Related story: A look back at Harry Potter films.
"Harry Potter and the Deathly Hallows, Part 1" isn't close to being a bad movie, but it is arguably the weakest among the seven films in the series. By the end, I had less a feeling of satisfaction than an obvious want: Let's get to Part 2.
That will have to wait until July, leaving fans of author J.K. Rowling's wizard with a picture that's low on action and memorable moments. It's high on dialogue that bogs down the film, feeling as though it's attempting to incorporate more of the book through a moody tone.
By splitting Rowling's final Potter book into two films, the new one is served up as an appetizer of sorts. It's full of tiny details, and it places an emphasis on the lead trio of actors more than ever before.
But a feast of great moments must await in the second film, because there are so few in this beginning-of-the-end chapter. Don't look for the world to be saved in this journey into the dark.
There are some magical moments early in the film, while we get caught up with our old friends and see some wonderful characters we haven't seen in a while (love Dobby the House Elf) now facing their most challenging tasks yet.
Evil spreads across the world as the supremely deviant Lord Voldemort focuses his power and his minions play out the script's political parable of pure-blood wizards vs. the Muggles, or us average folk, in a form meant to evoke Nazi Germany.
There isn't much happiness to be had, but the most pitch-black moments can fascinate. Voldemort holding court with his underlings, all the while levitating a Hogwarts teacher above their grand table before serving her up to a monstrous snake, is wicked-good horror and may chill the littlest viewers.
The film doesn't feel like any of the others because the students act more mature, and the evil takeover literally removes them from the setting of their beloved school of wizardry and witchcraft. The trio spends more time than ever on London streets, in restaurants and especially hiding in dense forests. There's no classroom comedy, no scintillating games of Quidditch and no school romances.
There is the quest to find the horcruxes - elements that if destroyed can shut down Voldemort for good - and there is little time for humor or action. There is also no question that taking the kids out of school feels like it's taken them out of their element, both for the filmmakers and the actors.
"Deathly Hallows" goes deeper in examining the long friendship of Harry and his pals Hermione and Ron, and the latter pair's romantic relationship that continues to grow, in both meaning and complications.
This gives more room to Daniel Radcliffe, Emma Watson and Rupert Grint to grow as actors, but the quiet, psychological scenes look small and insignificant against the film's large scale.
The only thing more deadly than Voldemort is the sleepy second hour of this film, which follows the trio as they mostly hide from their enemies, search for Gryffindor's sword and try to formulate a plan.
The conflict within the trio is clearly meant to be a flash point, a realization that these are no longer children in classes but adults discussing adult problems, like the outside world and its potential demise.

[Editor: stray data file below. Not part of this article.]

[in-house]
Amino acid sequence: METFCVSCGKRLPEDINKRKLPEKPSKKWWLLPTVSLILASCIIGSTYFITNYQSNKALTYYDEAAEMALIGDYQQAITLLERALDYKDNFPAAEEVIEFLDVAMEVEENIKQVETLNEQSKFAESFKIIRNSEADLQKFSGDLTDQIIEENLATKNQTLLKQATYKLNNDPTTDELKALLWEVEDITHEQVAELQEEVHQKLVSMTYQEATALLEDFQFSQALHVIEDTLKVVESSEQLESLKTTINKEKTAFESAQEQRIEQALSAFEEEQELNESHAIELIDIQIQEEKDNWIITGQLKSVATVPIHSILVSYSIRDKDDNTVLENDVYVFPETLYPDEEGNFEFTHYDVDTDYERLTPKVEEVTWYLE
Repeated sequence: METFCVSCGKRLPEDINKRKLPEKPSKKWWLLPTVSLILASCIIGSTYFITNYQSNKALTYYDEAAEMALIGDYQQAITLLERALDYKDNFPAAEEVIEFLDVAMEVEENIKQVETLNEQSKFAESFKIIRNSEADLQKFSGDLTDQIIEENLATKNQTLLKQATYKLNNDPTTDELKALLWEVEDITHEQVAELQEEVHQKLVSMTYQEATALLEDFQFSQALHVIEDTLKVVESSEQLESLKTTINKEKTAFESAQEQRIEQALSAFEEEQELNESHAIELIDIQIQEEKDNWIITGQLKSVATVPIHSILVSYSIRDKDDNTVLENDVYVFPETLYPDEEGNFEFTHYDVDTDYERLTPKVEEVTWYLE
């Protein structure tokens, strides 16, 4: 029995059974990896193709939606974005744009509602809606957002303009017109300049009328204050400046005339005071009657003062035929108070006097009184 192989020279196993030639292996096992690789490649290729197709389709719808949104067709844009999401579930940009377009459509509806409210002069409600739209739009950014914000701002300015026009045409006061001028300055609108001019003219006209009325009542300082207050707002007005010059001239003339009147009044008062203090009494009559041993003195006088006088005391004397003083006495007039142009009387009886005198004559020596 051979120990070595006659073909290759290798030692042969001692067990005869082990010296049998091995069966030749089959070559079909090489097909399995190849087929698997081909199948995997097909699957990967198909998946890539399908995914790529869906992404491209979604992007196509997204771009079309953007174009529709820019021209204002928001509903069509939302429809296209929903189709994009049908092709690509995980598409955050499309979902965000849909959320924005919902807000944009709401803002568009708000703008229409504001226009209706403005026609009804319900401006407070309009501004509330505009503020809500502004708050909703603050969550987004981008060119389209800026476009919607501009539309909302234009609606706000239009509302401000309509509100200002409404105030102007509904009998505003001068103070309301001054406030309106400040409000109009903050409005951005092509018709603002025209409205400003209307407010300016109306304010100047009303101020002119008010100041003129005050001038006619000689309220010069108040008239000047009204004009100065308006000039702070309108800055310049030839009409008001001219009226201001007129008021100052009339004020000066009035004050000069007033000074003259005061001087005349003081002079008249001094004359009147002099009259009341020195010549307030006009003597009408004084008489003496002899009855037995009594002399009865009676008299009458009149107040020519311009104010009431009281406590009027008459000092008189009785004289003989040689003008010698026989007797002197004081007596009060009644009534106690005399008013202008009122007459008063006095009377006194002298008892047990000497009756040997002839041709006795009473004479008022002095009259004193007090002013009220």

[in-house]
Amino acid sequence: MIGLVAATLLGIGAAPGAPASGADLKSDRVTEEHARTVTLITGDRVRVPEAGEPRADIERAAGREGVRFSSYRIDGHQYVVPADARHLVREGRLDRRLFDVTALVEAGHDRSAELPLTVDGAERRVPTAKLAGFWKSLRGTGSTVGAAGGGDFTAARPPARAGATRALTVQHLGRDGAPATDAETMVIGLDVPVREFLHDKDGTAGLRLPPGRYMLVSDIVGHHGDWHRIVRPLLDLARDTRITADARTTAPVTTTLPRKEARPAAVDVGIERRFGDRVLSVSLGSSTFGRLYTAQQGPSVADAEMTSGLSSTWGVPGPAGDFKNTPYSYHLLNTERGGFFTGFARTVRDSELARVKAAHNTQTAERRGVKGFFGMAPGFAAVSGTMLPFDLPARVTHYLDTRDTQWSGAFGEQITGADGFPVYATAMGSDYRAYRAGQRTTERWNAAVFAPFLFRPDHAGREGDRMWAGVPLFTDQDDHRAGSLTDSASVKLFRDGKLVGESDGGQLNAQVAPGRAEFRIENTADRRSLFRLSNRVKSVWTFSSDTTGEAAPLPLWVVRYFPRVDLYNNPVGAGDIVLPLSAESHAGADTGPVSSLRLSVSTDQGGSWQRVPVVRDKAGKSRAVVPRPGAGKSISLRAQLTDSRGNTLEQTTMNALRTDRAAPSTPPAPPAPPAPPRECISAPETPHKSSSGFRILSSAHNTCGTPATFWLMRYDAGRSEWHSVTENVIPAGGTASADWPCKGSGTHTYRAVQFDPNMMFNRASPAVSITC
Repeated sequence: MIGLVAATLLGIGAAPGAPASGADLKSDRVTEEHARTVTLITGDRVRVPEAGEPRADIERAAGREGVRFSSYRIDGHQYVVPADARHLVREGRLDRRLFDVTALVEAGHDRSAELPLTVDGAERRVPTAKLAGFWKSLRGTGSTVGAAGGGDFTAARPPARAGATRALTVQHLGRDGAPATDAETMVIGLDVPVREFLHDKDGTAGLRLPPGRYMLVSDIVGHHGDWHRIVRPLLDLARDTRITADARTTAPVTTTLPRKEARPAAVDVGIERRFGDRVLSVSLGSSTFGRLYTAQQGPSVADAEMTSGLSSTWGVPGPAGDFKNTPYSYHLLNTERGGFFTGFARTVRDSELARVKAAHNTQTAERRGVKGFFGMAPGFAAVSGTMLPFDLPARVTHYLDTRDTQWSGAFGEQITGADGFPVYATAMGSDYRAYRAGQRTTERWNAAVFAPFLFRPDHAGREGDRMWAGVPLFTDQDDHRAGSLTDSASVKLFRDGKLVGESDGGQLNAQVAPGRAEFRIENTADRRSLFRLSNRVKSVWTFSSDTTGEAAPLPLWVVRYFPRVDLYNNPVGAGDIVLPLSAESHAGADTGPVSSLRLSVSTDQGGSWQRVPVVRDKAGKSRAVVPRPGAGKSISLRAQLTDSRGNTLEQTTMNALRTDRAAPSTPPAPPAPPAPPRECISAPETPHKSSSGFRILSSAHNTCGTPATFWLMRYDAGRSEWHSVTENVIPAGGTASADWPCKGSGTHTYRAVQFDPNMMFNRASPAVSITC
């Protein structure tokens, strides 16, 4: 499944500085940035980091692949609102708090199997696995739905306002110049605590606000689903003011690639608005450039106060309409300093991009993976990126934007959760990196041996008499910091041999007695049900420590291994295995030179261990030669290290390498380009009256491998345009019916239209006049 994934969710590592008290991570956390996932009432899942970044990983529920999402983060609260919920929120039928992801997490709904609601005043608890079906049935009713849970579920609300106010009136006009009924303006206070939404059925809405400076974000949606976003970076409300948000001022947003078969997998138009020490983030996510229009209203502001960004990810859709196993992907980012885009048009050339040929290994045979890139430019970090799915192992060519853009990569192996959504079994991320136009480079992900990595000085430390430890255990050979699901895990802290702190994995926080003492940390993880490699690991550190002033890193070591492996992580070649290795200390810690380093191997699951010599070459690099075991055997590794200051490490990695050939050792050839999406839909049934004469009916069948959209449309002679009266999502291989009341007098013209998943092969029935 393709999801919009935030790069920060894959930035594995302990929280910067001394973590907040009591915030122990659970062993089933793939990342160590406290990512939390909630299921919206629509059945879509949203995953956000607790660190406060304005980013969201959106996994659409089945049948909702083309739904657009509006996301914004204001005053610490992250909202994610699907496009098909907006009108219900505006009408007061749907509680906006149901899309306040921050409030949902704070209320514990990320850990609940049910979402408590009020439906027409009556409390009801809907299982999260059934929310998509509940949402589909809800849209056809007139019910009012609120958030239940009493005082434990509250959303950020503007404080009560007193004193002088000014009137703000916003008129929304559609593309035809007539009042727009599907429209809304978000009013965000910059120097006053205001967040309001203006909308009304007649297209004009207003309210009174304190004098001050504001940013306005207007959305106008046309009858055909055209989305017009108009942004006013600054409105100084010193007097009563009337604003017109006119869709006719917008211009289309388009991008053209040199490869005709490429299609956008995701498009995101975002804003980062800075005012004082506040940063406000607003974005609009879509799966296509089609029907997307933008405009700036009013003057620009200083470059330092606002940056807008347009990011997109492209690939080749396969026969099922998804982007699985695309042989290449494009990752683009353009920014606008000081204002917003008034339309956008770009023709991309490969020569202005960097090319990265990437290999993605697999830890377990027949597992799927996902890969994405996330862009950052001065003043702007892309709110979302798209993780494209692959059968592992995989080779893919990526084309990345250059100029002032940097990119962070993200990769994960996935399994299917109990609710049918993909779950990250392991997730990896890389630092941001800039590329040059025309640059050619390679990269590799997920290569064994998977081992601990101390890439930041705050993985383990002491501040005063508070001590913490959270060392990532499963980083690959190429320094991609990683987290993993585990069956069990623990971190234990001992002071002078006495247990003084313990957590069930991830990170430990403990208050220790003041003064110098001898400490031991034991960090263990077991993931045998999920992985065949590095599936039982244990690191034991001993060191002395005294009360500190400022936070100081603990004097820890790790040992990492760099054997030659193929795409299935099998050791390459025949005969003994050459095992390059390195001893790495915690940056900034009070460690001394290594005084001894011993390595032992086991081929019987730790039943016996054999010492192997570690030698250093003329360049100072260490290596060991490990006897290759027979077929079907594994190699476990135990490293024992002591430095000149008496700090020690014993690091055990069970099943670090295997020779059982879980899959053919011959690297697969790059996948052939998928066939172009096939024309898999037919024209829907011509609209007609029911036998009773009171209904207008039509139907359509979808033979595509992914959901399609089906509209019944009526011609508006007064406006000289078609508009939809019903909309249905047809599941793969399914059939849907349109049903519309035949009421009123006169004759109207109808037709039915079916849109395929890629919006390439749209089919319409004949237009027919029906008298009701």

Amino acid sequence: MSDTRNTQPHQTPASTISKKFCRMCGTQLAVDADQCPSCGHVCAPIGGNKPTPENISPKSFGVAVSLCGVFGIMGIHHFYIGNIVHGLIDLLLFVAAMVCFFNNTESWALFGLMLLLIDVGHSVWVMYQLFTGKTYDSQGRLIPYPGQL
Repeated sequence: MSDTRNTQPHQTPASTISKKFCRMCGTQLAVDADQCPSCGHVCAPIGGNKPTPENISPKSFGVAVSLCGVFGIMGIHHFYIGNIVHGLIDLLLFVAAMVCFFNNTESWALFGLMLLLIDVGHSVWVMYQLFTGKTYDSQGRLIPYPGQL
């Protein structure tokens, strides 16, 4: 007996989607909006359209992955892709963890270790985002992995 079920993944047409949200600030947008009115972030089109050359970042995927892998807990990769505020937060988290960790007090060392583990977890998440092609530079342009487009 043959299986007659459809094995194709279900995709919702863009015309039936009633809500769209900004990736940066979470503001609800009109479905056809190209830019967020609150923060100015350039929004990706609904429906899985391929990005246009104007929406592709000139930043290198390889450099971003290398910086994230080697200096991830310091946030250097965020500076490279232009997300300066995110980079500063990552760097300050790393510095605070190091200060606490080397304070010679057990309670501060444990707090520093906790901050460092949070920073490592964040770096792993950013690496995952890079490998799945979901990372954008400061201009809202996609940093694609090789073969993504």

This unfortunately means that not much beyond talking happens for large segments of time in the "Potter" film with the least energy. Their quest often feels like it's stuck in neutral. When the film returns to more of an action mode for the final half-hour, it doesn't feel like the characters have strengthened their bond any further than it was before, which makes that second act feel a bit irrelevant.
Director David Yates and writer Steve Kloves produced one of the series' stronger entries last time out with "The Half-Blood Prince." That was due to their marriage of the series' outstanding visual effects with several bewitching performances, as hormones ran rampant at Hogwarts and several characters' story arcs changed dramatically.
But instead of stirring up a cauldron full of our favorite British actors who have populated the first six films, most never show up here or only make cameo appearances. The film comes alive every time Helena Bonham Carter's sinister Bellatrix Lestrange cackles her way onto the stage to mistreat our heroes, but so many others are missing in action.
One of the film's most artfully done moments comes in learning of the "Deathly Hallows," three of the most powerful items in the wizarding world. This is demonstrated through Hermione reading a fairy tale of their origin, accompanied by a vivid shadow-puppet visualization conjuring up the pictures from the book. Very cool.
But "Harry Potter and the Deathly Hallows, Part 1" casts few such spells, instead faithfully laying the groundwork for the conclusion to come. Let's move on to Part 2 already.
HARRY POTTER AND THE DEATHLY HALLOWS, PART 1
Stars: Daniel Radcliffe, Emma Watson, Rupert Grint
Theaters: Imax at Cinemark, AMC Southroads 20, Cinemark Tulsa, Cinemark Broken Arrow, Starworld 20, RiverWalk, Owasso, Eton Square, Sand Springs
Running time: 2 hours, 26 minutes
Rated: PG-13 (some sequences of intense action violence, frightening images, brief sensuality)
Quality: (on a scale of zero to four stars)
Michael Smith 581-8479
Original Print Headline: 'Harry Potter' and the weakest of the seven